The UK's national parks take in some of the country's most beautiful natural landscapes including coasts, mountains and forests. In 1949 the National Parks and Access to the Countryside Act was passed in order to protect the UK's areas of natural beauty and ensure that everyone could enjoy them today and in the future.
There are currently 12 national parks across England and Wales, including Dartmoor, the New Forest, the Lake District, the Peak District, the Yorkshire Dales and Snowdonia.
The Lake District National Park was created in 1951. Covering 880 square miles, it is the UK's largest national park and receives 12 million visitors a year.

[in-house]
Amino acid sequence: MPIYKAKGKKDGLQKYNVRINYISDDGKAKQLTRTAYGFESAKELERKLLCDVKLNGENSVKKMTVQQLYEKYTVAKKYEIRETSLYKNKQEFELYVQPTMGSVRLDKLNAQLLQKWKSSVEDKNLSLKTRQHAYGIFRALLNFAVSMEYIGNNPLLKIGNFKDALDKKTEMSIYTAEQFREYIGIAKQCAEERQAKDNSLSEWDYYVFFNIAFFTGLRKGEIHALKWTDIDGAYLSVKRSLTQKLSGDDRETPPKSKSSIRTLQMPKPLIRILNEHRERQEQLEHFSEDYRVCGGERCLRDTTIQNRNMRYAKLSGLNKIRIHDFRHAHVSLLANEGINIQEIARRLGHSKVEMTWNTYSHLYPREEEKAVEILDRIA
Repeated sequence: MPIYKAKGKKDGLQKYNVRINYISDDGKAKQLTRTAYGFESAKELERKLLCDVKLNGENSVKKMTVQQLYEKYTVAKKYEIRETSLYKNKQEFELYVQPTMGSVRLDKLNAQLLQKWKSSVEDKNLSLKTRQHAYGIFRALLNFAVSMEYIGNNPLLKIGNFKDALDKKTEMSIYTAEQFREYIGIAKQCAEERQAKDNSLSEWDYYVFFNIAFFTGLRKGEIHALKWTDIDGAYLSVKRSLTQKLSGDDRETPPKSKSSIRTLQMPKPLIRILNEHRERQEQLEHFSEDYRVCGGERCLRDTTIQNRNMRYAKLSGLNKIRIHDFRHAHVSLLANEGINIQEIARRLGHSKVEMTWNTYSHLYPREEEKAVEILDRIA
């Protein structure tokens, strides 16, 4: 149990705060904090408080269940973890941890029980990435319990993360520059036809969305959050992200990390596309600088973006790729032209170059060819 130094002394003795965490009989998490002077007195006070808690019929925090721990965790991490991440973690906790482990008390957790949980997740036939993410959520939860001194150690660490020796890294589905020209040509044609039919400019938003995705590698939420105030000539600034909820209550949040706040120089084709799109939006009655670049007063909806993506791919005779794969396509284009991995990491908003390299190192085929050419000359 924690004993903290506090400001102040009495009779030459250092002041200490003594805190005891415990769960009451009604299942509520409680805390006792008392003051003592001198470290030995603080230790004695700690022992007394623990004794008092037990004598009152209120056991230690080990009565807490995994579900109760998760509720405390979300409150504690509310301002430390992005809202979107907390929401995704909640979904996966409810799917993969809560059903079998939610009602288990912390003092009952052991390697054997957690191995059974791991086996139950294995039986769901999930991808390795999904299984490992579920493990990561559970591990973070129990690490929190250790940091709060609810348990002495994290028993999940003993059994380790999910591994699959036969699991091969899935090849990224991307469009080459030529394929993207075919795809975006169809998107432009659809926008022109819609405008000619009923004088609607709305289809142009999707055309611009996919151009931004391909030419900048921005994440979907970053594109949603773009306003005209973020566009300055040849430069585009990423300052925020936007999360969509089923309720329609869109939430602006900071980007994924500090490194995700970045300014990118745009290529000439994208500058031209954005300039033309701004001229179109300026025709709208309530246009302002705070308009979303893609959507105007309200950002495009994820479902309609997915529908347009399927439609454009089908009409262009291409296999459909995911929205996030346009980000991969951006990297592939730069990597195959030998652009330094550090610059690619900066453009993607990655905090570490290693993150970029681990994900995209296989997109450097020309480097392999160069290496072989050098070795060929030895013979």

People come to the Lake District for many reasons including hill walking, rock climbing, mountain biking, fishing and boating. They also come to visit historical buildings or just to enjoy the beautiful lakes and mountains.
The park is managed by the National Parks Authority (NPA), which attempts to balance the conflicting priorities of different park users. For example:
If these competing interests are not carefully balanced, the result could be damage to the environment, local people becoming upset or even hostile and tourists being deterred from visiting the park.